At a book-signing event Nov. 23, the Erskine community marked the recent publication of The Last Slave Ships: New York and the End of the Middle Passage by Assistant Professor of History Dr. John Harris.
Harris enjoyed celebrating with many at Erskine whom he describes as “friends and supporters” of his research and writing endeavors. He offered a few remarks at the event, thanking colleagues for their support and speaking about the process of writing the book, published in November by Yale University Press.
“It was a really special event for me, and I’m so grateful Erskine came out in support,” he says, noting that several students attended the signing, in addition to faculty and staff members.
Michele Yarbrough, store manager for the Erskine bookstore, observed that both students and staff members asked her in advance about the book signing and expressed excitement about buying a copy of the book. “Everybody was excited to celebrate,” she says. “It was a great accomplishment.”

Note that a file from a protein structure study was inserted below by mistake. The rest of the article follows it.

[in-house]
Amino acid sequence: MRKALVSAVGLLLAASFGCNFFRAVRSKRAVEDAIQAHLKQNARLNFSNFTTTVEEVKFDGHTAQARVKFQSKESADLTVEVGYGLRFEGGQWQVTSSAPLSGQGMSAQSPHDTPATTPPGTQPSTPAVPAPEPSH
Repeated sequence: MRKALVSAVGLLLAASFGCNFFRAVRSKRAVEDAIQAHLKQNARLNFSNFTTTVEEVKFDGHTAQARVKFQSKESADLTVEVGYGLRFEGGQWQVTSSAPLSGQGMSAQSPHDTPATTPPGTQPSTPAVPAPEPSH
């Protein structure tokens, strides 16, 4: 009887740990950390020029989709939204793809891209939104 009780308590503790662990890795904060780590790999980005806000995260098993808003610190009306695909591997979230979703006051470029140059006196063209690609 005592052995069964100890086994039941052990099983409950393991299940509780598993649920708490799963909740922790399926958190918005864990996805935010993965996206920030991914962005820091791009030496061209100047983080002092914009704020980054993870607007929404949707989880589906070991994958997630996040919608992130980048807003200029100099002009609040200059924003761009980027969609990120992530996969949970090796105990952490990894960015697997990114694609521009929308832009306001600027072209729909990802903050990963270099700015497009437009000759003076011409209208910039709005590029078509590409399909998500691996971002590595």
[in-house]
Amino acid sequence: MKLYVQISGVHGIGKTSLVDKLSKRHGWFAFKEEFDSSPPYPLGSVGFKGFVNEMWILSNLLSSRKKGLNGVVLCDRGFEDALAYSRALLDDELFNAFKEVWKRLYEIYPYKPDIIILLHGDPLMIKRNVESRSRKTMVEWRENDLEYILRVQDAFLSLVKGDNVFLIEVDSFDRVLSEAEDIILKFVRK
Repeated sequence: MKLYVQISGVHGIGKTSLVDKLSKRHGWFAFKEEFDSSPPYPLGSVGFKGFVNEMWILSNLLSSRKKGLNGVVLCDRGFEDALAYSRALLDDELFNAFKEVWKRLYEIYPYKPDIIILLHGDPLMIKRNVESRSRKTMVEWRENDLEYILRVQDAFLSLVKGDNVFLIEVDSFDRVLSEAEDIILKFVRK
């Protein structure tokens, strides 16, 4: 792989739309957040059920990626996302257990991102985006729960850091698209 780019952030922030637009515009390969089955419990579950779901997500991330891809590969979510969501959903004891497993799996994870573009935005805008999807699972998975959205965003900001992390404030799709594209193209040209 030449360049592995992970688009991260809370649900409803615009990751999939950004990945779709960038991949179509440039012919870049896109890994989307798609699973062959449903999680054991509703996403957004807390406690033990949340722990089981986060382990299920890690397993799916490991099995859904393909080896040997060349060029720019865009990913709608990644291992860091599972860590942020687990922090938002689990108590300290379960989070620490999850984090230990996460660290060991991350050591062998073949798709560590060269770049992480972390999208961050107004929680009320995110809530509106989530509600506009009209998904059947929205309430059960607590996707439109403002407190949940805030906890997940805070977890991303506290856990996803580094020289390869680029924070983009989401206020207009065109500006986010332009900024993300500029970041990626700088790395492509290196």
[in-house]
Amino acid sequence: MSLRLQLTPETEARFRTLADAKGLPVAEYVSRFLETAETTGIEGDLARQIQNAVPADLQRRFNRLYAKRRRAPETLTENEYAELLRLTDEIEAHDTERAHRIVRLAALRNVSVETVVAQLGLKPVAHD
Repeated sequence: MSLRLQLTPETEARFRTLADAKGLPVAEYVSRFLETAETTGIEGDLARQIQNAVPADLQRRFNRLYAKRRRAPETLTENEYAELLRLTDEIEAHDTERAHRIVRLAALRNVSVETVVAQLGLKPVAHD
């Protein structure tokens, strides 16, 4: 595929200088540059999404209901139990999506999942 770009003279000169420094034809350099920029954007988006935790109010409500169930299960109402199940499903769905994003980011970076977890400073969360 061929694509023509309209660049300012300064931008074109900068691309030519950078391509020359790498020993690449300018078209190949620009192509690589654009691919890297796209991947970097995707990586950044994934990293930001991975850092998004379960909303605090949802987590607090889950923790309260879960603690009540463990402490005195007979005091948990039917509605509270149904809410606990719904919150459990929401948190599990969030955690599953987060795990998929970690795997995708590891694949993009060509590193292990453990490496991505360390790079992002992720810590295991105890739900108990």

On the day of the signing, the bookstore sold all its copies, prompting Harris to dig into his own stash. “I had to run to the trunk of my car to grab a few spares,” he says.
For Harris, the book represents about a decade of work, from concept to publication. The Last Slave Ships chronicles the rise and fall of the illegal slave trade following the abolition of the trade in the early 19th century. To complete his research for the book, Harris accessed archives on both sides of the Atlantic in countries such as Cuba, England, Portugal, Spain, and the United States.
“There are moments in any big project like this—especially as a historian when you’re facing dead ends in archives—when you wonder whether it’s all going to come together,” Harris says.
Despite the obstacles he encountered, Harris persevered and is pleased with the finished product.
“I’m delighted with how the book came out, and it was such a joy to share the moment with the Erskine community,” he says.
To purchase a copy of The Last Slave Ships, visit Amazon.com. The book will also be available through Yale University Press, but the press has currently sold all copies and is in the process of reprinting it. To learn more about Harris’s research, read this article published by Erskine in 2018.